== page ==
The myths of residential parking permits give opportunistic politicians and press commentators fertile ground for all sorts of populist pronouncements about taxes and exclusionary policies. It’s especially galling to hear local legislators mislead the public at the expense of residents of neighborhoods outside their districts. Don’t fall for it. With more and more cars on the streets of New York City, it’s time to follow the example of successful programs in other cities, and give communities the choice to reduce traffic through implementing parking permits.

The clock counting down to the September 2012 Barclays Center opening is ticking. A gathering storm of traffic ready to bear down on neighborhoods around the arena is on the horizon. The State legislature has only the spring session left to authorize residential parking permits for New York City to avert traffic chaos in central Brooklyn. Let’s remind the State Senate Republicans that democracy requires enabling, not preventing, the public’s right to make choices.

Editor's Note: Do you want to see residential parking permits come to your neighborhood? Let us know in our

This post is contributed by a community member. The views expressed in this blog are those of the author and do not necessarily reflect those of Patch Media Corporation. Everyone is welcome to submit a post to Patch. If you'd like to post a blog, go here to get started.

Steve Mona December 27, 2011 at 11:01 PM
As for Myth #1 there are a lot of "fees" the city imposes that started off well meaning but became revenue streams. Red Light Cameras are one example. They started out as a safety issue but have now become major income generators. Towing has become another. Towing used to only occur for cars creating a safety hazard (i.e. fire hydrants and bus stops) but I have seen cars towed from alternate side spots. Tell me what safety hazard is created there? All that aside I do believe that something needs to be done, I live in a section of Brooklyn notoriously bad for parking but I have some unanswered questions. I'd like someone to explain how I will be affected by the fact that my vehicle is registered to the company I work for. How do I get a residential parking permit with a vehicle which I drive only, that's registered in Long Island? Where does my mother park when she visits me? She's 72 and can't walk far. How about my daughter-in-law with my grandchildren in tow? Do I pay for a garage during those times? At $30 a day I'm being penialized far more than the "paltry $20-35." And don't bother mentioning Boston's free permits, that won't happen here. It's all about the money for the city. They created the Barclay's center nightmare and now they get to kick money to the MTA from the very people they inconvenienced.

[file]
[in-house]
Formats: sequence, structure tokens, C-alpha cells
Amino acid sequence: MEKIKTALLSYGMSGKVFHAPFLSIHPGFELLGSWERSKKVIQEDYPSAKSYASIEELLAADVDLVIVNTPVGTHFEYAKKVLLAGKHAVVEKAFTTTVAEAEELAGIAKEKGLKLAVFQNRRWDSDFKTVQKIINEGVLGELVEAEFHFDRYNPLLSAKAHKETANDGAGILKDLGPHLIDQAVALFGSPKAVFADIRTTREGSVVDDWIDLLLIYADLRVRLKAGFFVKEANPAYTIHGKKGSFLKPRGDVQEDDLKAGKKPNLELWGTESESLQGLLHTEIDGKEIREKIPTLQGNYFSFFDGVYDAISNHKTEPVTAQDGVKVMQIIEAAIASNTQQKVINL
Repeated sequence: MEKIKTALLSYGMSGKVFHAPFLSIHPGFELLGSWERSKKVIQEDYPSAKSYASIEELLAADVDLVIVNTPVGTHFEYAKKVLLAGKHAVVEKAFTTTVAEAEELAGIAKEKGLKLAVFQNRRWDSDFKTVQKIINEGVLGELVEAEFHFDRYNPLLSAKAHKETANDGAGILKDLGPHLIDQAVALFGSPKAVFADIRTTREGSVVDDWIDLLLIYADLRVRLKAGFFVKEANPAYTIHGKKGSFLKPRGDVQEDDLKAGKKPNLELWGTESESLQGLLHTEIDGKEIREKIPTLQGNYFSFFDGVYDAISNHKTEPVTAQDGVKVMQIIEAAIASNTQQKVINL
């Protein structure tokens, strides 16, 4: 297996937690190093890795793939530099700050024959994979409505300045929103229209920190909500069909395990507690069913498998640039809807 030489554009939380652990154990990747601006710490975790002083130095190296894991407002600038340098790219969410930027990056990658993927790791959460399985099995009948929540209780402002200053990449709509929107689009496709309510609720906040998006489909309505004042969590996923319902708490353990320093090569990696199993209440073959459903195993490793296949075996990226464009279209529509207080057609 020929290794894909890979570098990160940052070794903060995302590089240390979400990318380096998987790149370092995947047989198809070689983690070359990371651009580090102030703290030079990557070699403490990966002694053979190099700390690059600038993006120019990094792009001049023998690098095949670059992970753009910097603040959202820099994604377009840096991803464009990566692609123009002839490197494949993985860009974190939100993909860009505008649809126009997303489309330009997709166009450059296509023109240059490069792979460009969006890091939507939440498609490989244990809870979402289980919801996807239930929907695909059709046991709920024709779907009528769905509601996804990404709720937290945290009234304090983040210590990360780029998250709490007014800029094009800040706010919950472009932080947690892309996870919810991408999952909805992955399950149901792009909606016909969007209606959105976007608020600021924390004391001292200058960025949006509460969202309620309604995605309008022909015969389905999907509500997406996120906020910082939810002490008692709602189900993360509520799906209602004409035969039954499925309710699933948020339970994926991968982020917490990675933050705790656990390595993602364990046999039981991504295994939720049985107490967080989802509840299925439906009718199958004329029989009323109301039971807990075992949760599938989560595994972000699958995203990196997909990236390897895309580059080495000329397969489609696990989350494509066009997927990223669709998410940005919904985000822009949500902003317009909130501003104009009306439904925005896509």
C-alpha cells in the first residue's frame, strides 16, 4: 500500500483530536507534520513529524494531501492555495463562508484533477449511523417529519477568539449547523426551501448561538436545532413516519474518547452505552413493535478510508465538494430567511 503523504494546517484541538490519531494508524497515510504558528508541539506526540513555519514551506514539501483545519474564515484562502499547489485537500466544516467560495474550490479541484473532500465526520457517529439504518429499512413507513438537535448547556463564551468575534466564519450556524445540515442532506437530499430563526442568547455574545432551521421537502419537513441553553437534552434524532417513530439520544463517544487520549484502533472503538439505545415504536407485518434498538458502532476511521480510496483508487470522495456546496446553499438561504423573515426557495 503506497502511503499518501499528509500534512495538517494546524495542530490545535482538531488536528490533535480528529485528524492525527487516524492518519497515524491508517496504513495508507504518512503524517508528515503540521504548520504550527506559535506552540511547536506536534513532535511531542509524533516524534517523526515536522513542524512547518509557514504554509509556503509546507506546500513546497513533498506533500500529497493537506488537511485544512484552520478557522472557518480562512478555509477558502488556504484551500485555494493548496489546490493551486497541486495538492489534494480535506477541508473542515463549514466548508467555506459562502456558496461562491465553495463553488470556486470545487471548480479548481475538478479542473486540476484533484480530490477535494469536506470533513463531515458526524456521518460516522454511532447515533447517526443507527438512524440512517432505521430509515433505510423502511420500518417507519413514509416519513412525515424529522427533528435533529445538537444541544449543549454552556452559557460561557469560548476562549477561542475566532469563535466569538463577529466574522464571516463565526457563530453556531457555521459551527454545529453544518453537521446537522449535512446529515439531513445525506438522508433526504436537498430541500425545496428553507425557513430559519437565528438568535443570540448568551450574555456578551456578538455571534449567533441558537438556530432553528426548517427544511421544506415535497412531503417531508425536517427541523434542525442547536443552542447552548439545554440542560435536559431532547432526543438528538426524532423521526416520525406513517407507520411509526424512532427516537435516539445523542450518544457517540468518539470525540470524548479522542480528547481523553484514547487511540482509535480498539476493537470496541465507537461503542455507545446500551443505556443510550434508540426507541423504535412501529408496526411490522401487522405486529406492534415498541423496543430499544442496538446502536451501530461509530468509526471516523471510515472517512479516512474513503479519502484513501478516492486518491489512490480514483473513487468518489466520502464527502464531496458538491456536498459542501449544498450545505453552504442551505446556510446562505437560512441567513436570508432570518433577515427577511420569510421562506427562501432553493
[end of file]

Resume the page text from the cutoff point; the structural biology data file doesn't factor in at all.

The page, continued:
Steve Mona December 27, 2011 at 11:06 PM
By the way Mr. Murphy, parking by NYPD officers in and around police facilities is a negotiated benefit between the city and the unions the main reason of which is vandalism to the officer's vehicles.
Steve Mona December 27, 2011 at 11:12 PM
I take the train when I go to Bay Ridge, there's no parking there ever...
Gib Veconi January 07, 2012 at 03:22 PM
First, let me point out the fees you cite are for violations of traffic laws, not for issuance of permits. As you mention, in many neighborhoods, parking issues already exist and something needs to be done. Residential parking permits are a way to accomplish that. But RPP is not a one-size-fits-all proposition. The type of program that will be effective in discouraging arena patrons to travel to events by car may not have the same rules as the one that will limit commuter parking in another neighborhood (for example). Permit programs must be tailored for parking issues experienced in specific neighborhoods in a way that is responsive to community concerns, including the ones you mention.
Nia Zaki January 10, 2012 at 08:58 PM
Don't hate on unions because by the time the 1% get through you or your kids are gonna WISH you had the voice of a union to speak up for you. Though I agree with you 100% about the city and how fees, costs of permits and a whole heap of other things get implemented under the guise of safety or bettering a community and it turns into a profitable commodity for the city and we who live here wind up paying more than it was worth. Ask yourself what's REALLY up the city's sleeve? You can bet your bottom dollar that they are way ahead of us, already planning of ways to milk this situation. You'll see. We better get everything in writing because down the road they're GONNA tweak it.